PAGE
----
Despite the Blanket Ban in 2018, Pakistan’s crypto regulations are currently being assessed by the SEC now that the country recognizes the importance of digital assets. Back in 2018, Pakistan was one of the countries where digital assets were blanket banned.
Recently, the State Bank of Pakistan (SBP) has stated that they did not impose a crypto ban in the country and was only misreported by the media. It was clarified that the bank informed the Sindh High Court about the use of cryptocurrencies but not to the extent of banning them. Additionally, Pakistan’s SEC issued a position paper on November 6 regarding the regulation of cryptocurrency trading platforms.
It stated there that the ministry of finance is considering making new laws to regulate cryptocurrencies. The SEC argues that the use of digital assets is the beginning of a new era in digital finance. However, plans for the creation of the Central Bank Digital Currency (CBDC) wasn’t mentioned in the report despite the announcement that the country will develop it by 2025.
The paper also highlights key concepts for the country’s digital finance market and established regulatory structures of other jurisdictions. SEC made it clear that the publication focuses solely on crypto-assets provided by non-governmental banks and not on digital currencies of central banks.
In April 2018, the SBP released a memo explaining the ban on transactions that involve cryptocurrencies or digital tokens in the country. The blanket ban covered all residents of Pakistan including companies and businesses.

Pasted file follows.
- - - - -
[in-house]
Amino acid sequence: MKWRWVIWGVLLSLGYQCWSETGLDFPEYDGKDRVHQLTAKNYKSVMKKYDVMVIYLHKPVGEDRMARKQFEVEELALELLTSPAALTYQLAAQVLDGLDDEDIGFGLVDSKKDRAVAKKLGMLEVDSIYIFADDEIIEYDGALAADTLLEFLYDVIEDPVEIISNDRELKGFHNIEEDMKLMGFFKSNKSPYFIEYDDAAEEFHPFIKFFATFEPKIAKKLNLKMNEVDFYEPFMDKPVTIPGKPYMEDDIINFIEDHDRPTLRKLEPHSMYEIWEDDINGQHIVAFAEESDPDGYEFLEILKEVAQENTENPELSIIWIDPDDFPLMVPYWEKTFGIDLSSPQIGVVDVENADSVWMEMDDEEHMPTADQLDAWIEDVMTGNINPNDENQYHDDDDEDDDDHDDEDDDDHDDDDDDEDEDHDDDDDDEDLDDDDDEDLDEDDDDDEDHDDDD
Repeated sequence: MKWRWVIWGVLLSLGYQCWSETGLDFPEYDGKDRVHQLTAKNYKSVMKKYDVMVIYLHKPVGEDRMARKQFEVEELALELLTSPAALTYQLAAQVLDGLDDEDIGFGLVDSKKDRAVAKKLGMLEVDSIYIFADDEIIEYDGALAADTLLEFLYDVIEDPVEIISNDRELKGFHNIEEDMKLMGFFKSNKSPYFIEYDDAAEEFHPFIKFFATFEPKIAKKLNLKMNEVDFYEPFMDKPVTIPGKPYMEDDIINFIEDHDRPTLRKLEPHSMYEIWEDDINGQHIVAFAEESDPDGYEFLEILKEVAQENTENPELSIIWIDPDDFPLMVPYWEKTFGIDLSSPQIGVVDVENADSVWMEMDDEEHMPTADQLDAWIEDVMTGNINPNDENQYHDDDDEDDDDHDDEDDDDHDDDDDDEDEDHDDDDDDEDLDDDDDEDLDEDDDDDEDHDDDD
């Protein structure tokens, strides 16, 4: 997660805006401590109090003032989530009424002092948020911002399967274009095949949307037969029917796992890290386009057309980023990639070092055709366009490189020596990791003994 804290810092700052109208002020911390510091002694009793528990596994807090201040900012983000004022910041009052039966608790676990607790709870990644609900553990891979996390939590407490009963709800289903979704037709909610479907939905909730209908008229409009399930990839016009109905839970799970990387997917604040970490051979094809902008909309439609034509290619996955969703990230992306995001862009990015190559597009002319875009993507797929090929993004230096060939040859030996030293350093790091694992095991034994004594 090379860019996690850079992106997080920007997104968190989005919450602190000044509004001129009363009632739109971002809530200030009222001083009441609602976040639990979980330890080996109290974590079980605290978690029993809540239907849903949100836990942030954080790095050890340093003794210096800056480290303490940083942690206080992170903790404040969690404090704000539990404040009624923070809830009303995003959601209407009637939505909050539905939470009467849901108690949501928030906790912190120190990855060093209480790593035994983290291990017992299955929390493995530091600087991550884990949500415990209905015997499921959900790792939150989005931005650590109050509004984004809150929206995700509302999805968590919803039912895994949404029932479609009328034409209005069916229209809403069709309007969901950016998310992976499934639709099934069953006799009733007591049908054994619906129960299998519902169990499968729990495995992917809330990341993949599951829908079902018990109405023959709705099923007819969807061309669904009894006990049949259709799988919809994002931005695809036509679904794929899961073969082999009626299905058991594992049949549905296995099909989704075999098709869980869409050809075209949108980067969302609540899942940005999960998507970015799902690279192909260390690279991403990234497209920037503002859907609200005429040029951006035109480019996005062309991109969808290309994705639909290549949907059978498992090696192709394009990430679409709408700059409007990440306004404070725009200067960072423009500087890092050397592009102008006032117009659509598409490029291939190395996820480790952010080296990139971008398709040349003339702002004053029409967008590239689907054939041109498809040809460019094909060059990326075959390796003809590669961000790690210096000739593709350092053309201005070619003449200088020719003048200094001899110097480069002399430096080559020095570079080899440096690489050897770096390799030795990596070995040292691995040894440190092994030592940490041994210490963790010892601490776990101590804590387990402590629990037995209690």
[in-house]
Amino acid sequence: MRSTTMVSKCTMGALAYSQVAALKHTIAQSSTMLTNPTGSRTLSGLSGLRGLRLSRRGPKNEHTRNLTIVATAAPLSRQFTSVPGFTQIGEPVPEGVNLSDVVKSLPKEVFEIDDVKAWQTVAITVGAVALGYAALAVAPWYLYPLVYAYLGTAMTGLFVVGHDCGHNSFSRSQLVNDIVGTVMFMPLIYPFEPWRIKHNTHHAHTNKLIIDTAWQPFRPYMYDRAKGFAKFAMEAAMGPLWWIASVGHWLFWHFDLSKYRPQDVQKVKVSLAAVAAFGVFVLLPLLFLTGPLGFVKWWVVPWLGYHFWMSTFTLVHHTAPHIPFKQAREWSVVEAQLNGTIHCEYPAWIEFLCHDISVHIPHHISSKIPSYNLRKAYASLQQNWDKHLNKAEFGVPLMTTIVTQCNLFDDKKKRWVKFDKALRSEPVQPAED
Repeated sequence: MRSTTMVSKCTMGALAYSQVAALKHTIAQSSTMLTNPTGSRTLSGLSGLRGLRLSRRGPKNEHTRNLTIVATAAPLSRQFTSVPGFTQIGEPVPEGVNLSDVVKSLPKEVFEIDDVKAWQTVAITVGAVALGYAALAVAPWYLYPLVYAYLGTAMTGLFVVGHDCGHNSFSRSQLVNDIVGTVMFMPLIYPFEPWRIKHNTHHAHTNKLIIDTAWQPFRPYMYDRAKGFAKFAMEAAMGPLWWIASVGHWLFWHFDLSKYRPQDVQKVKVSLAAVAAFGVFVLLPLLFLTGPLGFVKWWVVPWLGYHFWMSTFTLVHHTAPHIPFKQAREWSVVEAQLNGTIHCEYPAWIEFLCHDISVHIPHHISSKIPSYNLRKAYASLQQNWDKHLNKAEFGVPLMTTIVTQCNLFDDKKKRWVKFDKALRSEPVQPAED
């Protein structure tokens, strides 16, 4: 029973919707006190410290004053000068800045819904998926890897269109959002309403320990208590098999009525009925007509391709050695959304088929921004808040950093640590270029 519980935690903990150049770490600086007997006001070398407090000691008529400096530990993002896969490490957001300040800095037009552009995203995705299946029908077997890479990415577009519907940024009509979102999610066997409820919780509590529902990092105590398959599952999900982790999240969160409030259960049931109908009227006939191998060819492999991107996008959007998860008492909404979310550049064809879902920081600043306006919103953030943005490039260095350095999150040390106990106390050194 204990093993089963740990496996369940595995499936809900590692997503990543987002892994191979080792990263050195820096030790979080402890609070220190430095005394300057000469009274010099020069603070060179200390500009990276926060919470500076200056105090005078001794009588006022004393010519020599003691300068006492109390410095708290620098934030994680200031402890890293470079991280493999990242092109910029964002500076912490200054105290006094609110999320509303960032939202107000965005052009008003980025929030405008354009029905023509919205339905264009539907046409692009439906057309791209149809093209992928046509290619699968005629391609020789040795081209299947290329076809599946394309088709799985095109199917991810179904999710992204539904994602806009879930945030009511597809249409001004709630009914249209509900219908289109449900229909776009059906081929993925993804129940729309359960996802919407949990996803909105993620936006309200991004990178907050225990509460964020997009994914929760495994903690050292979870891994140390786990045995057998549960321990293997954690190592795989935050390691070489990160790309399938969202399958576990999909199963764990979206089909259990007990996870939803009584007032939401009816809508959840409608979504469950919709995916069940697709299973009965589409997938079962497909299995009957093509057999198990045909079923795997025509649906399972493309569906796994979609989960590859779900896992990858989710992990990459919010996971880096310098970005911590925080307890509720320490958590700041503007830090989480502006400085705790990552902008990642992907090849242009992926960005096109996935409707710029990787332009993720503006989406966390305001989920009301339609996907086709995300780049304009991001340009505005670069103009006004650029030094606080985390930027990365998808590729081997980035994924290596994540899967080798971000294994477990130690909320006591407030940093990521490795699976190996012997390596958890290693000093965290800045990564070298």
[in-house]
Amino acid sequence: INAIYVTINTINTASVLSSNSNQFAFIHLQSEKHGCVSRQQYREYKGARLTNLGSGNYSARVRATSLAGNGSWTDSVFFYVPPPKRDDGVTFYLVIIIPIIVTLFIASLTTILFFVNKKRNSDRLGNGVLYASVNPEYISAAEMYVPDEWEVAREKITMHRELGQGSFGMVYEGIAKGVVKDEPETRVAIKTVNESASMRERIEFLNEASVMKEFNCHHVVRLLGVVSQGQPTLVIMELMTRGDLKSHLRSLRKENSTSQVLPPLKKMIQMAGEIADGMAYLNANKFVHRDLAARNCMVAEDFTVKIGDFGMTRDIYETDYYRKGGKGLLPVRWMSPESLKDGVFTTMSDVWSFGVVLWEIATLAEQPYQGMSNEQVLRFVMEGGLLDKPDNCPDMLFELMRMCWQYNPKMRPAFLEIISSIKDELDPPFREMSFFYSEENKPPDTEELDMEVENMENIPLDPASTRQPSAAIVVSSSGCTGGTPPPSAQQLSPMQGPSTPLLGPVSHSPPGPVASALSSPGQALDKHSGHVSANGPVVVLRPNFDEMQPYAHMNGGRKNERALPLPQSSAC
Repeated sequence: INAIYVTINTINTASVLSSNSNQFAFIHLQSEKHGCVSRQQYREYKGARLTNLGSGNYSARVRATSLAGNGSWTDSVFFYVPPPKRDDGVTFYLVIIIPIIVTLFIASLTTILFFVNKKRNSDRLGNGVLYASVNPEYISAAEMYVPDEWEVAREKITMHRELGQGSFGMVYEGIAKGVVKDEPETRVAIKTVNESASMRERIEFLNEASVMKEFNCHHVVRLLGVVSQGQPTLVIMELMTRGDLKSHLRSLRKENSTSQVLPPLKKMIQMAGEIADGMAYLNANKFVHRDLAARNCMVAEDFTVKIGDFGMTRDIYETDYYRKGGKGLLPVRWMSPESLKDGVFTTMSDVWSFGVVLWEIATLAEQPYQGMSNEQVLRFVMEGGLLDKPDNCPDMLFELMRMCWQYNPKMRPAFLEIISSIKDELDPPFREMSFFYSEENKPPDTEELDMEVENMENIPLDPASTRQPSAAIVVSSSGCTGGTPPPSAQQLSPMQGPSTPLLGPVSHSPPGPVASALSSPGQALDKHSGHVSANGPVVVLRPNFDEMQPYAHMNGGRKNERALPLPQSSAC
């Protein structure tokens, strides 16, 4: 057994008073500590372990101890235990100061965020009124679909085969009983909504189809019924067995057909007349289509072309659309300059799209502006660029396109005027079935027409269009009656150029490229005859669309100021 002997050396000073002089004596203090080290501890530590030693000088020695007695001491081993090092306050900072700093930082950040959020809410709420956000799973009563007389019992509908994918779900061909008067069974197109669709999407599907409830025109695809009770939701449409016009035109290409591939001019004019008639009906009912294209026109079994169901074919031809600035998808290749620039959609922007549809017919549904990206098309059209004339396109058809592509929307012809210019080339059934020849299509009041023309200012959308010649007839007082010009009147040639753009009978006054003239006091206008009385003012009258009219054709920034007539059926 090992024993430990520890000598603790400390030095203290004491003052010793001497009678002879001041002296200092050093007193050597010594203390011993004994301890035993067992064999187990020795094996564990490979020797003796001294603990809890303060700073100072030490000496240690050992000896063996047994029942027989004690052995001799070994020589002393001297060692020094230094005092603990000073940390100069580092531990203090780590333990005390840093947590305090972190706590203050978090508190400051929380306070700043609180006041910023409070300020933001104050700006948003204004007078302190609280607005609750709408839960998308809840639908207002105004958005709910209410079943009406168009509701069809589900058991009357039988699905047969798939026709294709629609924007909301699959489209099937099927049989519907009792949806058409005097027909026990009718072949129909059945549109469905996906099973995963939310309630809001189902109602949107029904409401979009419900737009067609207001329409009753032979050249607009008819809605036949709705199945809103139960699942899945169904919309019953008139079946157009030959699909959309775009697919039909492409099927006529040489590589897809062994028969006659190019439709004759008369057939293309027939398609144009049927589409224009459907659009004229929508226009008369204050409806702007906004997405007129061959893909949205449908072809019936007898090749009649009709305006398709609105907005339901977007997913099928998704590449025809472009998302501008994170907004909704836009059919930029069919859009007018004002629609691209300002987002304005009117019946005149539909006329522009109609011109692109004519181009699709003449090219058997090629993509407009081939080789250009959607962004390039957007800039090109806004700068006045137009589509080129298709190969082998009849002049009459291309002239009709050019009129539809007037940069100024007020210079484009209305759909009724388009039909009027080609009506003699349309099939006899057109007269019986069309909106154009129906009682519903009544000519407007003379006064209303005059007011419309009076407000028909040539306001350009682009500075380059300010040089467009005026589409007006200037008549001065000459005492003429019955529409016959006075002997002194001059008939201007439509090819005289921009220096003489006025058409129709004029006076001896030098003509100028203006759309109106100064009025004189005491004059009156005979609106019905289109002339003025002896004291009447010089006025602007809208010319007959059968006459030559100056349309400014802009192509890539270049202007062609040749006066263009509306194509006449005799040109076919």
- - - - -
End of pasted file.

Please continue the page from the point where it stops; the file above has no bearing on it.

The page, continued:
‘The SBP has not authorised or licensed any individual or entity for the issuance, sale, purchase, exchange or investment in any such virtual currencies/coins/tokens in Pakistan,’ stated in its publication.
It also expressed the prohibition of banks from ‘processing, using, trading, holding, transferring value, promoting and investing in virtual currencies/tokens.’
No one was able to make crypto transactions since payments are made directly from a bank account or online wallet. This made it difficult for people to transfer money to other people outside the country.
By 2019, the government showed interest in regulating digital assets after it was announced that Electronic Money Institutions need a licensing scheme to check the activities made by users.
While there are still arguments regarding the adoption of cryptocurrency, the regulators are keeping their options open for the regulation of digital assets in the country.
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